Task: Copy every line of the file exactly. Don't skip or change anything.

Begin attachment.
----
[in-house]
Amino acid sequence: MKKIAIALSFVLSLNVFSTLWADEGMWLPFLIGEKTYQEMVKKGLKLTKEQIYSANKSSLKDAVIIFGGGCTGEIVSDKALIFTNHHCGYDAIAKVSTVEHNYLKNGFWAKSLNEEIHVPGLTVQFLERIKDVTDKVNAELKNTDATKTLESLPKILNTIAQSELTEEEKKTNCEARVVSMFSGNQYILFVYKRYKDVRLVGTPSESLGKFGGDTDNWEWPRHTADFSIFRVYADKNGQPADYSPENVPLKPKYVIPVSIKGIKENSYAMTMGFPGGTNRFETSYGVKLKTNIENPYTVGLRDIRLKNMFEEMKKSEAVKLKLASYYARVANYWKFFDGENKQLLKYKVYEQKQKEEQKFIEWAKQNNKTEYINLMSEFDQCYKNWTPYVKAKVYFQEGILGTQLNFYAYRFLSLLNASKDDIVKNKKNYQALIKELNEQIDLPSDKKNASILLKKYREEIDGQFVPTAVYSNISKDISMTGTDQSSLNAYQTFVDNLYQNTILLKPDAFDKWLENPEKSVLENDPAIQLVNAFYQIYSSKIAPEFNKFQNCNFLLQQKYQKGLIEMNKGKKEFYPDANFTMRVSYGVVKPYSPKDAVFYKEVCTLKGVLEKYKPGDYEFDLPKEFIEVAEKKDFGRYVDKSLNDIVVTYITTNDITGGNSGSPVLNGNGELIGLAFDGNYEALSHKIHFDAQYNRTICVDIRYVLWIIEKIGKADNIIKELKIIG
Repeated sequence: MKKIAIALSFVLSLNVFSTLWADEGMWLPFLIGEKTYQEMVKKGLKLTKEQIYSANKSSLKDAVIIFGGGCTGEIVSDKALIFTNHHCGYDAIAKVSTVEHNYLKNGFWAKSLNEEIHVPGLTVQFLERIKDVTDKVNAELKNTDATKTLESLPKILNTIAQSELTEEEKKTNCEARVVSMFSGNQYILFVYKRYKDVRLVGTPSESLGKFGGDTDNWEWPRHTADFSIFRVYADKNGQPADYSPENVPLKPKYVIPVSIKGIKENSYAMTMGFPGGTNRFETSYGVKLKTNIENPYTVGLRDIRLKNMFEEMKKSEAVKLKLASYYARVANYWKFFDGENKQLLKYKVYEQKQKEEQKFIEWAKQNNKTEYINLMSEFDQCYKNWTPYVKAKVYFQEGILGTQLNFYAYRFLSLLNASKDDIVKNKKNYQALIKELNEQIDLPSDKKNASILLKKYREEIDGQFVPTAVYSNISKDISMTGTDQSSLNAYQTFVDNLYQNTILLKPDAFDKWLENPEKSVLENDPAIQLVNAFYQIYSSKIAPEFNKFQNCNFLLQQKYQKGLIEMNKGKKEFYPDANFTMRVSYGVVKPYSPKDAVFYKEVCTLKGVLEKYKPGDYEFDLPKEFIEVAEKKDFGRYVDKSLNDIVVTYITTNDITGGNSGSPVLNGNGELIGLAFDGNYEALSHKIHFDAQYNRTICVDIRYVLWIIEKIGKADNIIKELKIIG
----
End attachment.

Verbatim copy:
[in-house]
Amino acid sequence: MKKIAIALSFVLSLNVFSTLWADEGMWLPFLIGEKTYQEMVKKGLKLTKEQIYSANKSSLKDAVIIFGGGCTGEIVSDKALIFTNHHCGYDAIAKVSTVEHNYLKNGFWAKSLNEEIHVPGLTVQFLERIKDVTDKVNAELKNTDATKTLESLPKILNTIAQSELTEEEKKTNCEARVVSMFSGNQYILFVYKRYKDVRLVGTPSESLGKFGGDTDNWEWPRHTADFSIFRVYADKNGQPADYSPENVPLKPKYVIPVSIKGIKENSYAMTMGFPGGTNRFETSYGVKLKTNIENPYTVGLRDIRLKNMFEEMKKSEAVKLKLASYYARVANYWKFFDGENKQLLKYKVYEQKQKEEQKFIEWAKQNNKTEYINLMSEFDQCYKNWTPYVKAKVYFQEGILGTQLNFYAYRFLSLLNASKDDIVKNKKNYQALIKELNEQIDLPSDKKNASILLKKYREEIDGQFVPTAVYSNISKDISMTGTDQSSLNAYQTFVDNLYQNTILLKPDAFDKWLENPEKSVLENDPAIQLVNAFYQIYSSKIAPEFNKFQNCNFLLQQKYQKGLIEMNKGKKEFYPDANFTMRVSYGVVKPYSPKDAVFYKEVCTLKGVLEKYKPGDYEFDLPKEFIEVAEKKDFGRYVDKSLNDIVVTYITTNDITGGNSGSPVLNGNGELIGLAFDGNYEALSHKIHFDAQYNRTICVDIRYVLWIIEKIGKADNIIKELKIIG
Repeated sequence: MKKIAIALSFVLSLNVFSTLWADEGMWLPFLIGEKTYQEMVKKGLKLTKEQIYSANKSSLKDAVIIFGGGCTGEIVSDKALIFTNHHCGYDAIAKVSTVEHNYLKNGFWAKSLNEEIHVPGLTVQFLERIKDVTDKVNAELKNTDATKTLESLPKILNTIAQSELTEEEKKTNCEARVVSMFSGNQYILFVYKRYKDVRLVGTPSESLGKFGGDTDNWEWPRHTADFSIFRVYADKNGQPADYSPENVPLKPKYVIPVSIKGIKENSYAMTMGFPGGTNRFETSYGVKLKTNIENPYTVGLRDIRLKNMFEEMKKSEAVKLKLASYYARVANYWKFFDGENKQLLKYKVYEQKQKEEQKFIEWAKQNNKTEYINLMSEFDQCYKNWTPYVKAKVYFQEGILGTQLNFYAYRFLSLLNASKDDIVKNKKNYQALIKELNEQIDLPSDKKNASILLKKYREEIDGQFVPTAVYSNISKDISMTGTDQSSLNAYQTFVDNLYQNTILLKPDAFDKWLENPEKSVLENDPAIQLVNAFYQIYSSKIAPEFNKFQNCNFLLQQKYQKGLIEMNKGKKEFYPDANFTMRVSYGVVKPYSPKDAVFYKEVCTLKGVLEKYKPGDYEFDLPKEFIEVAEKKDFGRYVDKSLNDIVVTYITTNDITGGNSGSPVLNGNGELIGLAFDGNYEALSHKIHFDAQYNRTICVDIRYVLWIIEKIGKADNIIKELKIIG